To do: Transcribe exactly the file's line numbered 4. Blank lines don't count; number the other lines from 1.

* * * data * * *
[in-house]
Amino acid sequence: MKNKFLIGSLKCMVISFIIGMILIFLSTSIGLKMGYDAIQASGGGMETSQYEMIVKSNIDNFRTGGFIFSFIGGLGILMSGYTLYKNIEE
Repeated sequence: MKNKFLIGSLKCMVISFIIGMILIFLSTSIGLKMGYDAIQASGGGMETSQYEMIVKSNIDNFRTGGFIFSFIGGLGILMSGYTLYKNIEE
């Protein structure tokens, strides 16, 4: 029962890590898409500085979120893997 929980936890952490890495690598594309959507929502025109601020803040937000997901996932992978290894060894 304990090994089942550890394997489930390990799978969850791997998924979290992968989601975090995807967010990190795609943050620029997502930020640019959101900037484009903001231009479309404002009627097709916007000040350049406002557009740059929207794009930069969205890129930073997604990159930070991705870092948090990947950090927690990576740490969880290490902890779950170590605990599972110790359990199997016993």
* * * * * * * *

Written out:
């Protein structure tokens, strides 16, 4: 029962890590898409500085979120893997 929980936890952490890495690598594309959507929502025109601020803040937000997901996932992978290894060894 304990090994089942550890394997489930390990799978969850791997998924979290992968989601975090995807967010990190795609943050620029997502930020640019959101900037484009903001231009479309404002009627097709916007000040350049406002557009740059929207794009930069969205890129930073997604990159930070991705870092948090990947950090927690990576740490969880290490902890779950170590605990599972110790359990199997016993």